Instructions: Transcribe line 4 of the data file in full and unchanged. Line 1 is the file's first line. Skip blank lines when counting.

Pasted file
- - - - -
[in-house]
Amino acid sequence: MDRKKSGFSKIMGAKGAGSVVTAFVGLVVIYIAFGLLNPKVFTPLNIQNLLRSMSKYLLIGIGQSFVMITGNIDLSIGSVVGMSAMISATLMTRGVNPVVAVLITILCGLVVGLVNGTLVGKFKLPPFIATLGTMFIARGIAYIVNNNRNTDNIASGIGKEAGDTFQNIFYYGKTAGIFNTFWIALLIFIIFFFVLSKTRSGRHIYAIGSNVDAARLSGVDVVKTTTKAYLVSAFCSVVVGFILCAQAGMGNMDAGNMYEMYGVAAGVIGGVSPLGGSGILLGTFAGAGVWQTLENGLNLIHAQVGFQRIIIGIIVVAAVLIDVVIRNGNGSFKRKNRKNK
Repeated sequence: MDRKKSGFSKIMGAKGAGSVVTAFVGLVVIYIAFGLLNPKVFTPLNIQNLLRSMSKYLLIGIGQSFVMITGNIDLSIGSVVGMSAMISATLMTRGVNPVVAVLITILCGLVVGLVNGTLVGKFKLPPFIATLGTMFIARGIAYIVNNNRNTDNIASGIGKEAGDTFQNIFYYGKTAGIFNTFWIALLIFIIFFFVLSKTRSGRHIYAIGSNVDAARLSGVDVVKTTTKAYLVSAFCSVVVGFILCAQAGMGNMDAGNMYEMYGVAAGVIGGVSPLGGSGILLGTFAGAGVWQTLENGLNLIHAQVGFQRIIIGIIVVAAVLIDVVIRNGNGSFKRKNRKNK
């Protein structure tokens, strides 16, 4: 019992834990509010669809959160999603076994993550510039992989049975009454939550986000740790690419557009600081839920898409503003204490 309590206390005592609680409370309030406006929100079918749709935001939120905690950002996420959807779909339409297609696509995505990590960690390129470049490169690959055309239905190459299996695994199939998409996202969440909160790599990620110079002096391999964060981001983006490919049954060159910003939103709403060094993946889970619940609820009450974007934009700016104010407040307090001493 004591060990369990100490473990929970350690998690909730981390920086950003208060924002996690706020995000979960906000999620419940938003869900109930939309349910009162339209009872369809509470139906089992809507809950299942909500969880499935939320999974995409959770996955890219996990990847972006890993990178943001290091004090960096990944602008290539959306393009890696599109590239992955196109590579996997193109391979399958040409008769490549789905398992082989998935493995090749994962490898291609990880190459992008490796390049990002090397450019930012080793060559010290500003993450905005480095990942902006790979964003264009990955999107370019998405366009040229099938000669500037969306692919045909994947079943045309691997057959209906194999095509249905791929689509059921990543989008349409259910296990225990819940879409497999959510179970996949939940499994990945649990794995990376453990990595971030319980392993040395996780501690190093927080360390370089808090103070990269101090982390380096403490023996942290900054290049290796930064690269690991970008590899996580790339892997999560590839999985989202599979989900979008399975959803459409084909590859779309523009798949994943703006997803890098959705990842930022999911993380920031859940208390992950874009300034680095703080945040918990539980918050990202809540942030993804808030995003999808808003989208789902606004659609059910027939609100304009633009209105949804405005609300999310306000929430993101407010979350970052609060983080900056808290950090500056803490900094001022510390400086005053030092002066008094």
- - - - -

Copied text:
């Protein structure tokens, strides 16, 4: 019992834990509010669809959160999603076994993550510039992989049975009454939550986000740790690419557009600081839920898409503003204490 309590206390005592609680409370309030406006929100079918749709935001939120905690950002996420959807779909339409297609696509995505990590960690390129470049490169690959055309239905190459299996695994199939998409996202969440909160790599990620110079002096391999964060981001983006490919049954060159910003939103709403060094993946889970619940609820009450974007934009700016104010407040307090001493 004591060990369990100490473990929970350690998690909730981390920086950003208060924002996690706020995000979960906000999620419940938003869900109930939309349910009162339209009872369809509470139906089992809507809950299942909500969880499935939320999974995409959770996955890219996990990847972006890993990178943001290091004090960096990944602008290539959306393009890696599109590239992955196109590579996997193109391979399958040409008769490549789905398992082989998935493995090749994962490898291609990880190459992008490796390049990002090397450019930012080793060559010290500003993450905005480095990942902006790979964003264009990955999107370019998405366009040229099938000669500037969306692919045909994947079943045309691997057959209906194999095509249905791929689509059921990543989008349409259910296990225990819940879409497999959510179970996949939940499994990945649990794995990376453990990595971030319980392993040395996780501690190093927080360390370089808090103070990269101090982390380096403490023996942290900054290049290796930064690269690991970008590899996580790339892997999560590839999985989202599979989900979008399975959803459409084909590859779309523009798949994943703006997803890098959705990842930022999911993380920031859940208390992950874009300034680095703080945040918990539980918050990202809540942030993804808030995003999808808003989208789902606004659609059910027939609100304009633009209105949804405005609300999310306000929430993101407010979350970052609060983080900056808290950090500056803490900094001022510390400086005053030092002066008094």